Striplin, a kindergarten teacher, helps her students grow by forming lasting relationships.
Often, Arien Striplin's students do their best learning when they don't realize they're learning at all. That's the thing about teaching the youngest grades: The lessons that are the most fun are often also the stickiest.
Tyler Gonce was a 5-year-old kindergarten student in Striplin's class in 2005. Now, she's planning to pursue a master's degree to become an elementary school teacher like Striplin.
"Whatever grade I end up teaching, I know Mrs. Striplin will be there for me along my path, just like she was that first day of kindergarten," Gonce said. "She formed the foundation of my education and is mentoring me to form the foundation of future generations. I cannot think of a more deserving teacher to receive this high honor!"
"Many times, my students do not even know they are learning and, as a result, the growth from the beginning of the year to the end is incredible," Striplin, Old Kings Elementary School's Teacher of the Year, wrote in her Teacher of the Year application statement. "They come into the classroom not knowing their letters, sounds, and how to write their names. They leave the classroom at the end of the year reading and writing paragraphs."
Striplin first began teaching in New York after earning a bachelor's in elementary education and a master's in childhood education at the State University of New York at Cortland College, then moved to the Flagler Schools system in 2004, teaching at Belle Terre Elementary and Bunnell Elementary, and, for a year, at a school in Maryland before she was hired at Old Kings Elementary in 2015.
At Old Kings, Striplin serves on the school's leadership team, mentoring fellow teachers and reviewing curriculum resources, and also tutors students before and after school, wrote Old Kings Elementary School Principal Katie Crooke.
"She consistently has the ability to connect and communicate a student-centered approach that fosters creativity, support, enthusiasm and growth," Crooke wrote.
Recent college grad Tyler Gonce first met Striplin in 2003, when Striplin went by the last name Baker. It was Striplin's first day as a teacher. It was Gonce's first day of kindergarten. After her mother and grandmother coaxed her into the classroom, Gonce recalled in a letter of reference for Striplin's Teacher of the Year application, everything seemed fine until it was time for them to leave — then, the tears started flowing
"Ms. Baker came to my rescue to comfort me and made me feel safe and secure as my family left," she wrote. "... Before I knew it, Ms. Baker had turned kindergarten into something I loved. She engaged us and made learning fun."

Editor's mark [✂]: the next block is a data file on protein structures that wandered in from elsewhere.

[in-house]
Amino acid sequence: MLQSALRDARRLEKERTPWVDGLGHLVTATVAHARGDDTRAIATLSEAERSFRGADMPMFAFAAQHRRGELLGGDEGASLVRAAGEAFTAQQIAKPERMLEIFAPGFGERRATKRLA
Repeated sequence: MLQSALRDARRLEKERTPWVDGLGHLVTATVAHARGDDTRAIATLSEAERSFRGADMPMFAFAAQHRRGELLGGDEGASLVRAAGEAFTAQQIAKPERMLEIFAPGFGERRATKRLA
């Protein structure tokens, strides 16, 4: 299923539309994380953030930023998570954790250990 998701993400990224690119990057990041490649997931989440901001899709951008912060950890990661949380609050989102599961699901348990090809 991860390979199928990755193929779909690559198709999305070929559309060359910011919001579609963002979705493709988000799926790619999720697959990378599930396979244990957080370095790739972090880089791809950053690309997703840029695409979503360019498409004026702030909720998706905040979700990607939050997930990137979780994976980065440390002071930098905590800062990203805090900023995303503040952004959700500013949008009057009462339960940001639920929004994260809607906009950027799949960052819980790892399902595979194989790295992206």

By 2018, Gonce was a sophomore in college studying elementary education, and she needed field hours. And, 15 years after the first day of kindergarten, Gonce was back in Striplin's class — this time as an observer, watching Striplin work with ESE and English language learning students.
"Mrs. Striplin has mentored me from my sophomore year of college through the present," she wrote. "... It is because of her that I decided to pursue my true passion of becoming an elementary school teacher, maybe even a kindergarten teacher like her."
Erin Andrews, a fourth-grade teacher at Old Kings Elementary, knows Striplin as both a fellow teacher and as a parent those son was in Striplin's class this past year.
"He grew confident with every new skill she taught him, coming home singing rhymes for all of his sight words and using hand gestures to remember his math skills," Andrews wrote in a letter of reference for Striplin's Teacher of the Year application. "... My adventurous and spirited wild child loved school and he loved his teacher. When we knew that school would not be resuming as normal after spring break, my heart hurt for my son. ... Despite the hurdles presented during the remainder of the school year, Mrs. Striplin made the transition seamless. ... Even being remote, Mrs. Striplin continued to grow a precious and remarkable relationship."
All students deserve support, encouragement, structure, and a positive role model, Striplin wrote.
"If students are given this, they will be successful learners throughout their schooling and you will see them grow into responsible independent adults."